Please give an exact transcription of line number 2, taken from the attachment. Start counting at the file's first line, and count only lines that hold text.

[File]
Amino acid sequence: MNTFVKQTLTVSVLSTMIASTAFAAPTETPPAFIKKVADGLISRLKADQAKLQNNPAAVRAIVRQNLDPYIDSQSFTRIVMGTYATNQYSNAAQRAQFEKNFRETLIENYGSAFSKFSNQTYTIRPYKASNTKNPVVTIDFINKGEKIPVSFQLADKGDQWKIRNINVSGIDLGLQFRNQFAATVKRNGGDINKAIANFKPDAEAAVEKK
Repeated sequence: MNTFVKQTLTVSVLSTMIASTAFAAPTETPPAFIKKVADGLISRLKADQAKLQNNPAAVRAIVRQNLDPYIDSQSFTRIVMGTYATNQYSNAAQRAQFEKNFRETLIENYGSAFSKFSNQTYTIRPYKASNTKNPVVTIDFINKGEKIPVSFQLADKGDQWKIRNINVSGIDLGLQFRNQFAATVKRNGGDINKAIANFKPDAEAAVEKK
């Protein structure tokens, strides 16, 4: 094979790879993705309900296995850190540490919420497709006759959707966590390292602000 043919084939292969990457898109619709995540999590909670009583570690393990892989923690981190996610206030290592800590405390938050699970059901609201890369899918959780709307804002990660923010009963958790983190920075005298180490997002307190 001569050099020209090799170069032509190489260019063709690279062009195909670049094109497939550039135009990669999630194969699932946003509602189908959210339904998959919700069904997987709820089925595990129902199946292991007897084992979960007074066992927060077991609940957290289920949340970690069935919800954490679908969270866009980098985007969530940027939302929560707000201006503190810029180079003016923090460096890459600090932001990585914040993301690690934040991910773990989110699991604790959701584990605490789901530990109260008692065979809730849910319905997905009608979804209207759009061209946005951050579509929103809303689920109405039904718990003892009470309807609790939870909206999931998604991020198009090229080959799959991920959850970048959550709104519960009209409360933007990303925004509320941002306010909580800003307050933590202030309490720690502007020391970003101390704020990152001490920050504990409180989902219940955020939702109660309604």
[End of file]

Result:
Repeated sequence: MNTFVKQTLTVSVLSTMIASTAFAAPTETPPAFIKKVADGLISRLKADQAKLQNNPAAVRAIVRQNLDPYIDSQSFTRIVMGTYATNQYSNAAQRAQFEKNFRETLIENYGSAFSKFSNQTYTIRPYKASNTKNPVVTIDFINKGEKIPVSFQLADKGDQWKIRNINVSGIDLGLQFRNQFAATVKRNGGDINKAIANFKPDAEAAVEKK